Polypharmacy – What Does it Look Like?
Polypharmacy is a horrible problem in geriatrics. I came across this medication list, and just wanted to give you a brief idea of some of the thoughts that go through a clinical pharmacist’s head. Scary I know, but just stay with me, as you will most likely see something at the end of this post that you’ve never seen before. I’ve spoken with a couple people who’ve been in the business a long time, and they can’t recall a medication list quite like this either.
Certainly you need more information than a medication list to determine appropriateness of each medication that a patient is on. However, you can begin to form ideas in what you might change about a patient’s medications, identify potential problems, and get your mindset geared as to what to try to look for when reviewing a medication list. As I was reading, this particular patient was on about 20 meds.
In going through this medication list, I look at a few respiratory medications and oxygen, obviously this is a patient with some serious respiratory issues, so we need to be mindful of that. All the doses look low to moderate with the exception of the opioids and gabapentin which is at a moderate dose, so I would certainly make sure to keep an eye out for side effects of gabapentin as well as kidney function as gabapentin is eliminated through the kidney. This patient is certainly getting a significant amount of opioid with no noted constipation medication – so we need to watch out for that. They obviously have some serious pain management issues and ideally it would be nice to convert them from 2 long acting opioids to one (Fentanyl and MS Contin) at some point in time. This patient doesn’t have a prn opioid for breakthrough pain either…kind of bizarre for someone on that high of a dose of opioids. Donepezil could potentially be increased to maximize the potential benefit depending upon GI status and if it hasn’t been tried in the past etc. They obviously have some sinus and/or allergy issues on Mucinex, Claritin, Flonase – maybe we could try to wean those down at some point if symptoms are well controlled. Some other thoughts to try to minimize this patient’s medication load would be to look at vitamin C and what that is being used for, as well as the glucosamine as obviously there may not be much pain benefit if using for osteoarthritis (remember the large amount of opioids and on Mobic. They are also on an NSAID (Mobic) so we will need to do some lab monitoring there as well. A TSH needs to be monitored on Synthroid. Those are just some of the ideas that went through my head by simply looking at the medication list without yet looking into symptoms/assessment/H&P/vitals etc. There really wasn’t anything too crazy about this case that I hadn’t seen before. If you are a patient, you are probably thinking that this is a ton of medications. If you are in healthcare and work in geriatrics, this is probably nothing you haven’t seen before. I deal with patients on 10, 20, and sometimes even 30+ medications on a daily basis. Helping physicians and nurses identify medication related problems is what I do, and from the above, you can get a small glimpse of that. What separated this case from others I’ve seen is that I flipped to the next page in the H&P and saw this:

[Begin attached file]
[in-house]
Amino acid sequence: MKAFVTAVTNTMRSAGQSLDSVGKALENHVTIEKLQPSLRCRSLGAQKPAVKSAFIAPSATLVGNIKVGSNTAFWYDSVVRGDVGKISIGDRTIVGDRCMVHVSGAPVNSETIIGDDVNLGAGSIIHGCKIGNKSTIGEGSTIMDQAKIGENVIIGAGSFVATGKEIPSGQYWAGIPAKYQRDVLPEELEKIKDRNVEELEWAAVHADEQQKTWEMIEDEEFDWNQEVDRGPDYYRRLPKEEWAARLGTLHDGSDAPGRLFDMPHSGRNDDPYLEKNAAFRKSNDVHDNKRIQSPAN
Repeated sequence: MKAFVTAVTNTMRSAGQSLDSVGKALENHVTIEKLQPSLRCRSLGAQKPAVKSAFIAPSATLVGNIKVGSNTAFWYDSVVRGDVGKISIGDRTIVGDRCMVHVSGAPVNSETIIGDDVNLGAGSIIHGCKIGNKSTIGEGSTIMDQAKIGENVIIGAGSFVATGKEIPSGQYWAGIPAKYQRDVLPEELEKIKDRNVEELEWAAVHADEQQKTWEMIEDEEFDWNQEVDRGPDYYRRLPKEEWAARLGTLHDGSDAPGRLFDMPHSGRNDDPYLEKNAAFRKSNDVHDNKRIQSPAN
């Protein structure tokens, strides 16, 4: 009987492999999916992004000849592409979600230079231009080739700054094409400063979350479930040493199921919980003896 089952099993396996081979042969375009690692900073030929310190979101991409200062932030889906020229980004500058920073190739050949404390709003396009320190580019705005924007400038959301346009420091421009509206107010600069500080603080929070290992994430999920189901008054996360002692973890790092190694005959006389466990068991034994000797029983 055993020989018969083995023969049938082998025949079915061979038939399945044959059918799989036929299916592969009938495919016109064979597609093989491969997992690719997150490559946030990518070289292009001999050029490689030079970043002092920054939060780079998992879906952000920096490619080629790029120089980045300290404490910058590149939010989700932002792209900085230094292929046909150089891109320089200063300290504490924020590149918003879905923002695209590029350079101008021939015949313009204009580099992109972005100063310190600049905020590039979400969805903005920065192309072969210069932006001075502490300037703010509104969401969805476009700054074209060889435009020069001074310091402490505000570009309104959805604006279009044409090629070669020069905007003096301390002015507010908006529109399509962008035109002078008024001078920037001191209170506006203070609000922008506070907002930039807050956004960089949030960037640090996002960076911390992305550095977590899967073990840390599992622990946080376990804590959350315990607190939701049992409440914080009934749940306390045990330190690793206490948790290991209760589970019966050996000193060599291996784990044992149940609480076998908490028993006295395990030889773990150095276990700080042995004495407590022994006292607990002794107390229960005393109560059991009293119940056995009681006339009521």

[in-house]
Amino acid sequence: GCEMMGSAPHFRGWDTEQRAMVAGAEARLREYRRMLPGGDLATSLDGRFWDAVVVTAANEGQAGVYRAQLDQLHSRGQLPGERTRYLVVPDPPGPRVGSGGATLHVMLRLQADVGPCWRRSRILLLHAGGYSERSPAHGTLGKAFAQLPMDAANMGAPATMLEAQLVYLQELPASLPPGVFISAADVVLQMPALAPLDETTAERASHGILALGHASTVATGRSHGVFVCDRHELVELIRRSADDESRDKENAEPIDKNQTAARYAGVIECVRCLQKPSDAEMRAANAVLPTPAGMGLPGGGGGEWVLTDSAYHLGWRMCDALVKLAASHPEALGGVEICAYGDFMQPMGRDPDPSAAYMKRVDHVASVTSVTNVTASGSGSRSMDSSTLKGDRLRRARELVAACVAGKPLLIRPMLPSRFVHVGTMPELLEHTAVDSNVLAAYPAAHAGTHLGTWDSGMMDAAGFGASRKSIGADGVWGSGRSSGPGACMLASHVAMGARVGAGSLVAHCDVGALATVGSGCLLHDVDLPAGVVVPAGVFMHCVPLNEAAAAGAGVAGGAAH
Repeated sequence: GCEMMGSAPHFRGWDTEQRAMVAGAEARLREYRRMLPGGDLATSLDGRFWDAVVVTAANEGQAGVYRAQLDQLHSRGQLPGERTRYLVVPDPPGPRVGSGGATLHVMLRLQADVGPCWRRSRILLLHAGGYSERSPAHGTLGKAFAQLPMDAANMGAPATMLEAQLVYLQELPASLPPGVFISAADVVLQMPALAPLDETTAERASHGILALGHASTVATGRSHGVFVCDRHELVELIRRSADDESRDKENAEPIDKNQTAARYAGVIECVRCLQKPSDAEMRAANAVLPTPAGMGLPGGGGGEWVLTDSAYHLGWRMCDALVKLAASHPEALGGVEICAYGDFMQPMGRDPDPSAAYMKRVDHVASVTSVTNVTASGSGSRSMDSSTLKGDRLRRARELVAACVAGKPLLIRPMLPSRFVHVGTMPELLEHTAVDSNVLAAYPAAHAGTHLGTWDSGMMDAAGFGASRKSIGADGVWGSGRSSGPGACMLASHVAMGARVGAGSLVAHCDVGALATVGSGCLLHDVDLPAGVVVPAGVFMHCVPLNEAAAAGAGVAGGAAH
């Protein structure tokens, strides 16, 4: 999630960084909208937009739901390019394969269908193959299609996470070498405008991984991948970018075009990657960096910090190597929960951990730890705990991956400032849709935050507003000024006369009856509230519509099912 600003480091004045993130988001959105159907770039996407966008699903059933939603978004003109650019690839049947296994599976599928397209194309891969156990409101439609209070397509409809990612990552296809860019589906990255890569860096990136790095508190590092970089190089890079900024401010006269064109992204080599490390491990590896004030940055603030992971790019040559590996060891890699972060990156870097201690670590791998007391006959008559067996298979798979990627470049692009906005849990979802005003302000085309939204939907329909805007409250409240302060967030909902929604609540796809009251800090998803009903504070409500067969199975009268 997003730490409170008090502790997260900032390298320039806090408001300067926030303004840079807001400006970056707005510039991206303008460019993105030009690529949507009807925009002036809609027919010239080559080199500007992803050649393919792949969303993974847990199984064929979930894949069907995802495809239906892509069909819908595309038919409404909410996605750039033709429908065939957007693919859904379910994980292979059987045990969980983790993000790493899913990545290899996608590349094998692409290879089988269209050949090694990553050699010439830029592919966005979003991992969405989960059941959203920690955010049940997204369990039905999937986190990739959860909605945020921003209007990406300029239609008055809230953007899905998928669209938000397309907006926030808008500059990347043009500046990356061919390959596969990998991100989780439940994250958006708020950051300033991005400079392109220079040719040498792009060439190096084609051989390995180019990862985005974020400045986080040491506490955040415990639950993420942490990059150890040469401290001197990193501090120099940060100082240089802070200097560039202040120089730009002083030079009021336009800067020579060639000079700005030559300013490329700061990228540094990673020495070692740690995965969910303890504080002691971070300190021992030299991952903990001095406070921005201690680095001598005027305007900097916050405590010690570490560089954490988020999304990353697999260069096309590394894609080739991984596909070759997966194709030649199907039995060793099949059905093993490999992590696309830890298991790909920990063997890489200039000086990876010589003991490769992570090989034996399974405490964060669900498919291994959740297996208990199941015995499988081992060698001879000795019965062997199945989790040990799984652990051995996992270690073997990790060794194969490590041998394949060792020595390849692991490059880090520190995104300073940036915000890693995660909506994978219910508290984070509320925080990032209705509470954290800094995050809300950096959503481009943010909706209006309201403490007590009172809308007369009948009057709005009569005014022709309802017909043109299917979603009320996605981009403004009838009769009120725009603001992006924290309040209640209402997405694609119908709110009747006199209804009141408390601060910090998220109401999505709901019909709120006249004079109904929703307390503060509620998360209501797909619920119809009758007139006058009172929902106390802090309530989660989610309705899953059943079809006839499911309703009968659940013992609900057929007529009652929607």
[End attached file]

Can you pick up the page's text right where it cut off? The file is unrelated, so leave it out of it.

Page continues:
I was speechless, and pray that I will never see a medication list like this again!
Thanks for reading! Please subscribe to the blog as I’m giving away a 6 page PDF on 30 medication mistakes I see in my practice as a clinical pharmacist.